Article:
That is perhaps moving towards somewhat dogmatic territories with this level of nuance since anyone can quickly figure out if you uniformly name things *Helper* and put them all in the same source file that it's all kind of bundled together as part of the private implementation of a class. But if we get nit-picky then maybe the immediately above style won't cause as much of a knee-jerk reaction at a glance absent the friend keyword which tends to look a little bit scary.

For the other questions:

A consumer could define their own class PredicateList_HelperFunctions, and let them access the private fields. While I don't see this as a huge issue (if you really wanted at those private fields you could do some casting), maybe it would encourage consumers to use it that way?

That might be a possibility across API boundaries where the client could define a second class with the same name and gain access to the internals that way without linkage errors. Then again I'm largely a C coder working in graphics where safety concerns at this level of "what if" are very low on the priority list, so concerns like these are just ones I tend to wave my hands at and do a dance and try to pretend like they don't exist. :-D If you're working in a domain where concerns like these are rather serious though, I think that's a decent consideration to make.

The above alternative proposal also avoids suffering this issue. If you still want to stick to using friend though, you can also avoid that issue by making the helper a private nested class.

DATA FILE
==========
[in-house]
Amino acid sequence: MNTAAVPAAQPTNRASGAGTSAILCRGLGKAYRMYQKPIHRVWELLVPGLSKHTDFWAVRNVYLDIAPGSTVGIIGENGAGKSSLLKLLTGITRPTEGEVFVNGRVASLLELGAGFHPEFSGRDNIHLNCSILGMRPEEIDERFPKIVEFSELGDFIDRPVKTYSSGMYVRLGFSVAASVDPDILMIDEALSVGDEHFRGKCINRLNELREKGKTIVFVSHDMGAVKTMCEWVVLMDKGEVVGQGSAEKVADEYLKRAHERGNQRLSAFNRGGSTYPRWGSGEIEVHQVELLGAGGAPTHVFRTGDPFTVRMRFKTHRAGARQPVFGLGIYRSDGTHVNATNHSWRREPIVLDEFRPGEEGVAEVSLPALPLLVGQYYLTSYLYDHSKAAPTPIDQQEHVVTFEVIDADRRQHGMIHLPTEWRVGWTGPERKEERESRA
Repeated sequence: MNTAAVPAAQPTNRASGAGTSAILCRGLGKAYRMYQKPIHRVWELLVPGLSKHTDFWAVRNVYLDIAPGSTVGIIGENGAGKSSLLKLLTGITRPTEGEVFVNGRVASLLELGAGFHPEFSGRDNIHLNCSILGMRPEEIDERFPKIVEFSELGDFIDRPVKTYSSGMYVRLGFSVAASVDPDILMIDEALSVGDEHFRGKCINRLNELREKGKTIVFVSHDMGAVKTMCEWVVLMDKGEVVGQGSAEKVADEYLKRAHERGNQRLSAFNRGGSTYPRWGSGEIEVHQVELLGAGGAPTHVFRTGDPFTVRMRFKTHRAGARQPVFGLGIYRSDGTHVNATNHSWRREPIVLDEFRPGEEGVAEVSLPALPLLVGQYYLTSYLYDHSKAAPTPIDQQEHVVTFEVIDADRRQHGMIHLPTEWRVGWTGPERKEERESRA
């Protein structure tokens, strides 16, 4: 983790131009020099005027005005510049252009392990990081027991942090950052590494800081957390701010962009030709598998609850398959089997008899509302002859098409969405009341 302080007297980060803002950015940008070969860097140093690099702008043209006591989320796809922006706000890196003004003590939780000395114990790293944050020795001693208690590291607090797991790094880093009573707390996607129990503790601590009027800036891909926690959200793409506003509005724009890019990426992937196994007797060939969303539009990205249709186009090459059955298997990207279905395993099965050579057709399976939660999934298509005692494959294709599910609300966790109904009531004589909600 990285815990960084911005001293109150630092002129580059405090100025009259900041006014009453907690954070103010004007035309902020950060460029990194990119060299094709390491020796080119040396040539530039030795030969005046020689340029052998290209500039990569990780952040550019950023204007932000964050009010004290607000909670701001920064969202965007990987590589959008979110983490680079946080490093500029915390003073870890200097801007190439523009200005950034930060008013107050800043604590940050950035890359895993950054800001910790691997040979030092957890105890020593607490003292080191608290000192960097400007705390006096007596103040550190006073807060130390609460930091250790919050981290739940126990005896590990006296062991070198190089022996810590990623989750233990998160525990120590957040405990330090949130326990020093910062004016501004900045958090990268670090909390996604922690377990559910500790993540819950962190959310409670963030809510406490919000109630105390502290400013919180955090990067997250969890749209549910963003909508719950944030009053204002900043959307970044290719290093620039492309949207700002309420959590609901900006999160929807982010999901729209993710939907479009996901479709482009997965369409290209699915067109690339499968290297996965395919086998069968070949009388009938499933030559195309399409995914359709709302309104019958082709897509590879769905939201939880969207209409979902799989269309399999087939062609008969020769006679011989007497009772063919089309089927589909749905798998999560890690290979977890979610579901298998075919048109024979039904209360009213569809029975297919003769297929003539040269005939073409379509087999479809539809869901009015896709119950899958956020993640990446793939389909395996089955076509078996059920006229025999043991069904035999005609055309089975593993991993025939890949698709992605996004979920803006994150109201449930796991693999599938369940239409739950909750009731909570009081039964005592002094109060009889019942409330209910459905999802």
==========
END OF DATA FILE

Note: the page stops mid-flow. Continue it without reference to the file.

class PredicateList
{
    ...

    // Declare nested class.
    class Helper;

    // Make it a friend.
    friend class Helper;

public:
    ...
};

// In source file:
class PredicateList::Helper
{
    ...
};

Is this a well-known design pattern that there's a name for?

None to my knowledge. I kind of doubt there would be one since it's really getting into the minutia of implementation details and style.

"Helper Hell"

I got a request for further clarification on the point about how I sometimes cringe when I see implementations with lots of "helper" code, and that might be slightly controversial with some but it is actually factual as I really did cringe when I was debugging some of my colleagues' implementation of a class only to find loads of "helpers". :-D And I wasn't the only on the team scratching my head trying to figure out what all these helpers are supposed to do exactly. I also don't want to come off dogmatic like "Thou shalt not use helpers," but I would make a tiny suggestion that it might help to think about how to implement things absent of them when practical.

Aren't all private member functions helper functions by definition?